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Cycling: Dave Brailsford interview

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Cycling: Dave Brailsford interview
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It says a lot that, when asked where he’d like Team Sky to be five years from now, chief among Dave Brailsford’s concerns is that the sport of cycling will no longer be tainted by the legacy of its most famous – and now infamous – name: disgraced seven-time Tour winner Lance Armstrong.

“Given the current climate, it would be great if we could reach a point where there were no doubts or raised eyebrows in terms of performances and that we’d helped the sport gain the trust and confidence of the fans and general public,” he says.

The Team Sky principal is all too aware of the whispers that follow any outstanding performances on the road from his riders, such as those that this year elevated Bradley Wiggins and his sideburns to cycling superstardom. But he also believes they have the power to change that.

That’s because Brailsford is one of the most positive-thinking men you will ever come across.

His glass isn’t just half full; it’s half full with the potential to be overflowing, given the right prodding, poking and cajoling. On the back of the Armstrong revelations, he interviewed every member of Team Sky – riders and management – asking them all to sign a pledge declaring they’d never doped.

He ended up losing two key members of staff in director sportif Steven De Jongh and road coach Bobby Julich, both of whom confessed to doping during their pro careers, as well as long-term Team Sky rider Michael Barry. Brailsford is resolute, though, describing it as “a short-term hit on performance to get where we want to be for the long term“.

But arguably the most difficult departure for the man who also heads up British Cycling was that of 2011 world champion, Mark Cavendish. Having battled so hard to get the sprinter’s signature on a Team Sky contract for the start of the 2012 season, Brailsford found himself having to tear it up one year later, the Manxman arguing that his staying with the team would “restrict both them and also what I want to do“.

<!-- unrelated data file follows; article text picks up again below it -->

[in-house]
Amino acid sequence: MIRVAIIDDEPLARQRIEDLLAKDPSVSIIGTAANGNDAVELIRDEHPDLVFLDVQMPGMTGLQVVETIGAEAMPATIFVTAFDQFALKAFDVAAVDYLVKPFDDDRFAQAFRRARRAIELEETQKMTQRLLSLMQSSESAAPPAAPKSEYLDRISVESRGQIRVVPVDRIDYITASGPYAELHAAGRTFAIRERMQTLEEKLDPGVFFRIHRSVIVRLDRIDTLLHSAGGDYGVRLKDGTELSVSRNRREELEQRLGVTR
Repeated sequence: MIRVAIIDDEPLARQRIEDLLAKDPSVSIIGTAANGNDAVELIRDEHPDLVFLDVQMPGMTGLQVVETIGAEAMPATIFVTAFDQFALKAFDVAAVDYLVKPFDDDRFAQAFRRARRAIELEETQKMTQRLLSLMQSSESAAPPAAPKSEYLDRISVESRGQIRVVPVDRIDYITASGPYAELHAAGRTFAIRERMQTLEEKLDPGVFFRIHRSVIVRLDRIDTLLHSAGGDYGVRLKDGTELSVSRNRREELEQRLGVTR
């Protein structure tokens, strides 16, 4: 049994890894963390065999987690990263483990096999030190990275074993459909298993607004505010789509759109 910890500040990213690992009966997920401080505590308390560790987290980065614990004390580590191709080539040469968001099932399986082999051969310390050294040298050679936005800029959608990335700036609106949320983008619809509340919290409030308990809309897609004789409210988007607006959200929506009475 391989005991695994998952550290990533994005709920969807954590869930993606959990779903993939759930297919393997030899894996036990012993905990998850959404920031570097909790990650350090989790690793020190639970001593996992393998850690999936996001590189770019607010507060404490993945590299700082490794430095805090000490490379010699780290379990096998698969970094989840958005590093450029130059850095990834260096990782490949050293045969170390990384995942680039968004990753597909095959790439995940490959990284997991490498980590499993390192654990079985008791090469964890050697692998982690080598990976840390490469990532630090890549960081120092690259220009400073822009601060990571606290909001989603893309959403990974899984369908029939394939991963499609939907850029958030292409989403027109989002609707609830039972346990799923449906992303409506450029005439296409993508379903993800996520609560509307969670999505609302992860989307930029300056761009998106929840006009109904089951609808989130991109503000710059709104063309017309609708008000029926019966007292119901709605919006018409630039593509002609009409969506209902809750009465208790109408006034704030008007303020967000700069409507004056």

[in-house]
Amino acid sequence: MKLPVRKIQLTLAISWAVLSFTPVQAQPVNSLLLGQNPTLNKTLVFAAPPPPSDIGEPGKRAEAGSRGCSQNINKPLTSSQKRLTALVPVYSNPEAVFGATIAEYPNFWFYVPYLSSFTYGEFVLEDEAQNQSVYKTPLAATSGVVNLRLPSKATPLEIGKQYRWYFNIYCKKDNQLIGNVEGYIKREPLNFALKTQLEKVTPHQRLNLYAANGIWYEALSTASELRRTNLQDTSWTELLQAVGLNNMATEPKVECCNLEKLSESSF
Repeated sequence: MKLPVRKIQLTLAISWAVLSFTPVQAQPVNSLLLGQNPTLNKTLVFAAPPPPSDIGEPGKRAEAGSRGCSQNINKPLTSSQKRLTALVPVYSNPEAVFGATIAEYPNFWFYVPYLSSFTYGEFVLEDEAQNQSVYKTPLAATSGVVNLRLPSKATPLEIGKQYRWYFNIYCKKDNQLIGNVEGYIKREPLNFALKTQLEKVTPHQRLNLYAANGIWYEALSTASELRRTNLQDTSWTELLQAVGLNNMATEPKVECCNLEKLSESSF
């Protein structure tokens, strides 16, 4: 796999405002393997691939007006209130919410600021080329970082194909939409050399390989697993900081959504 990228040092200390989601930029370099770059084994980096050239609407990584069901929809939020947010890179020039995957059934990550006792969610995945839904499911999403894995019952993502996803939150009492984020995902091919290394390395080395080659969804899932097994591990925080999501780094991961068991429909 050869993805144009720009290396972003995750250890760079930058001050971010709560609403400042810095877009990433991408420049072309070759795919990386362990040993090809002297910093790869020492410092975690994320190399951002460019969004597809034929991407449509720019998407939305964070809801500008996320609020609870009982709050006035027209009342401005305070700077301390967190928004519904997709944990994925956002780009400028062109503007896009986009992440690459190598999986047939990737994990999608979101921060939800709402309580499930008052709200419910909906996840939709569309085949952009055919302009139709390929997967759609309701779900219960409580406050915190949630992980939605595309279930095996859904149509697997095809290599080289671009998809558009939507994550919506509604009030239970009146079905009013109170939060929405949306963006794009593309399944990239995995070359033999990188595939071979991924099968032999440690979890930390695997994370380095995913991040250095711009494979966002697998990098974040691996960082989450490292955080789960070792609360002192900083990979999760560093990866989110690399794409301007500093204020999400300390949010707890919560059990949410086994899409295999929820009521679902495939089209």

So it’s a somewhat altered Team Sky that will start 2013 with the mission of bettering a year in which they made history and were also made to suffer by it. Not that the boss is spending too much time dwelling on the negatives...

There have been a few changes at Team Sky, most notably the departure of Mark Cavendish. Did you expect him to remain for longer than one season?
“If you sign a three-year contract, then you go into these things with a positive attitude. But, equally, you have to be brave enough that if something’s not working very well, it’s better to step in and change it rather than just persevere. With Bradley [Wiggins] and Froomey [Chris Froome] in the team, we should be competitive for the overall general classification in a number of races next year. And we saw from the Tour that Mark would prefer to have a dedicated team around him for the sprints. You have to respect that – that’s his belief and it’s his career. We wouldn’t want to compromise Mark’s opportunities and career, and that’s why we didn’t stand in his way.”

His arrival had led to the belief that Team Sky would challenge for the Yellow and Green Jerseys in the Tour. On the start line in Liege, did you believe it was possible to win both?
“When we embarked on that project, we certainly believed it was possible. But what was becoming clearer was that Bradley was going into the Tour as a real favourite. If you have to prioritise at any point, then you have to prioritise the race overall above winning the Green Jersey. So by the time we started the Tour, there was definitely a clear prioritisation, albeit when we first thought about it they were on an equal footing and the aim was to try to do both. As it panned out, we had to make sure that, given the opportunity to win the Tour, we didn’t do anything to jeopardise that.”

Is that something you had to sit down and discuss with Cavendish before the race?
“You only have to look at the way Mark was talking before the race to see he understood that being part of a team that could win the overall race might mean that at certain times the team might have to compromise to make that happen. I think he was aware of that – we talked about it plenty of times. We talked about it with his coach plenty of times, too, so I don’t think that came as any surprise, to be honest.”

Is the hardest part of your job keeping everybody satisfied that they’re getting their fair shot at glory?
“It’s certainly one of them. When you surround yourself with ambitious people who want to win, then inevitably there are going to be times when that can clash. But the key thing is to be honest with people – tell them exactly what the game plan is and what we’re trying to achieve. That clarity of purpose is absolutely critical. It’s very difficult to keep everybody happy all of the time – but that’s part of management, and you expect that. How you deal with it is the most important thing.”